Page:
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20 May 2007

War in the Parallel World

When is a war a war? When has a war gone “mainstream”, coming out of the shadows of deniable engagements and hidden casualties? What does sustained information warfare truly look like – not in the sterile academic settings of the university lecture, or the exercise conference table – but in the real world of humans and their systems?

If there was ever an answer to the question of threshold, it appears the ongoing cyber conflict involving Russia and Estonia has crossed it. See now Instapundit and Belmont Club, based on the Washington Post.

We have commented on this new conflict before, but a European state on state crisis in the 21st century is more than worth a second glance - if indeed it is truly state on state, for which we have not yet seen definitive attribution.

Wretchard in particular applies an apt name: the Wizard War. This captures, in succinct form, the alienation the typical man on the street might feel in the event of such a war. To be sure, Everyman knows all about the interwebs, and the tubes, and the magic motion picture music box thing that exists to feed their iPods and cameraphones. But the technical understanding of higher level cyber environment dependencies exists at about the same level of comforting abstraction (the legions of Slashdot and the rest of the technical blogsphere aside.) So when more than one banks computers go down, and the panic begins to set in, Everyman will be facing a shattering of illusions for which he is mentally unprepared. The loss of confidence will have a far greater effect than any mere temporary disruption, however mass.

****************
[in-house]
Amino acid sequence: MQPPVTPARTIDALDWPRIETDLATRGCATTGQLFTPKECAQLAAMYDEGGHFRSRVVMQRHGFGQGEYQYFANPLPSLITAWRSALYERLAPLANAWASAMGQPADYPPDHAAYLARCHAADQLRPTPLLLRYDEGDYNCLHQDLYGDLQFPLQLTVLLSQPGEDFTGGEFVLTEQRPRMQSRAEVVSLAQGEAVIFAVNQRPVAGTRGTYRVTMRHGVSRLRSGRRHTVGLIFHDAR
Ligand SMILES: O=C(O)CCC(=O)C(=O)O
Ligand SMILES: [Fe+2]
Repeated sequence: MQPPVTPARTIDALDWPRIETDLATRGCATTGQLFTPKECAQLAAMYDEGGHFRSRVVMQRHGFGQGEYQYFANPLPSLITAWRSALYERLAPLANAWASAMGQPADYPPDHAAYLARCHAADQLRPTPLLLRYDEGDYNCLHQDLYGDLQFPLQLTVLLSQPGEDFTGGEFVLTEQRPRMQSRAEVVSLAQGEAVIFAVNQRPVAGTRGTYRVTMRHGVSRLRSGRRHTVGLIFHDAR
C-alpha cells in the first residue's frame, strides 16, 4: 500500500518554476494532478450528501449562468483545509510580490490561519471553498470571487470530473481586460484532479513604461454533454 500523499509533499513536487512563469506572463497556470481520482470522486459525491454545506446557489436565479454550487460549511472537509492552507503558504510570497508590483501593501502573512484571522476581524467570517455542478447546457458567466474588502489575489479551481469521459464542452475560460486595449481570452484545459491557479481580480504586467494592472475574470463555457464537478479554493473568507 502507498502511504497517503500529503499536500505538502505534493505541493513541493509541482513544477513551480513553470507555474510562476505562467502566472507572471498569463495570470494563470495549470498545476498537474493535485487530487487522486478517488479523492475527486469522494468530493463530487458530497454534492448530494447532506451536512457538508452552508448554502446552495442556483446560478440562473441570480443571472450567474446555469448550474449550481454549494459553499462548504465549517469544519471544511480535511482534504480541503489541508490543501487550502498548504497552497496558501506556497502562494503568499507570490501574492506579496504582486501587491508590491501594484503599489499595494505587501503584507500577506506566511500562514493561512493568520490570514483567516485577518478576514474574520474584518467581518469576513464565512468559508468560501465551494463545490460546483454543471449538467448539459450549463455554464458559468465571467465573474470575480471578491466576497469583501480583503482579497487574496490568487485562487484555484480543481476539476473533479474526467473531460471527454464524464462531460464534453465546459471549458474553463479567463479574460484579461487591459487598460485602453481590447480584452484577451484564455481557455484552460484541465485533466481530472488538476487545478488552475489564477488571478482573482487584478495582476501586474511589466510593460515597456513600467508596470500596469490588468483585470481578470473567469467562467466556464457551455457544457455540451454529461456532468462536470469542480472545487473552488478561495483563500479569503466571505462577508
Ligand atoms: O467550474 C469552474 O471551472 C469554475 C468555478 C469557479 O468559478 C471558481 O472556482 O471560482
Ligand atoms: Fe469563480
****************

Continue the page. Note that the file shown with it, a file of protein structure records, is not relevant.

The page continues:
It is in the layers of these abstractions that 5th generation warfare (5GW) lurks and hides. Trying to unpack the complexity of the issues involved in facing a concerted series of attacks against what is our collective hallucination of cyberspace (in Gibson’s terms) begins to take on the character of a Jesuit debating society. We have taken part in our share of these debates throughout our careers, and have yet to find an acceptable set of answers to any of them – but regrettably, keep running into ever more numerous sets of lawyers that all claim they do, even though none of them agree with each other, as the years go by.

In the original Wizard War of World War II (so named by Churchill), these debates were equally as divorced from the prosaic realities of the day. However, it was the boffins of Bletchley Park, and the luminaries of the MI establishment such as R.V. Jones that set the stage for decisive victory – subtly in the European theatre and more brilliantly in the Pacific, illuminated by the impossible brightness of Paul Tibbett’s mission.

But then it was the heyday of the state military-industrial intelligence complexes. It was the time of control, and of massive resources spent towards national ends in a unity of purpose and a shroud of absolute secrecy. That it brought about victory is the lesson of history. But the question before us now stands: can victory be accomplished without reverting to those kinds of organizational and political structures? For today’s environment is far removed from sixty years ago, and some genies can never be put back in their bottles.

There is a good reason that the threshold of cyber war has not yet been fully crossed by state actors (as opposed to their non-state counterparts, whose effects to date have been more akin to terrorism, crime, and disorder than anything approximating a war). Once the triggers have been pulled, there are certain losses which have major systemic effects which ripple beyond borders and far outside of military or even strategic national target sets.

We continue to watch with interest.

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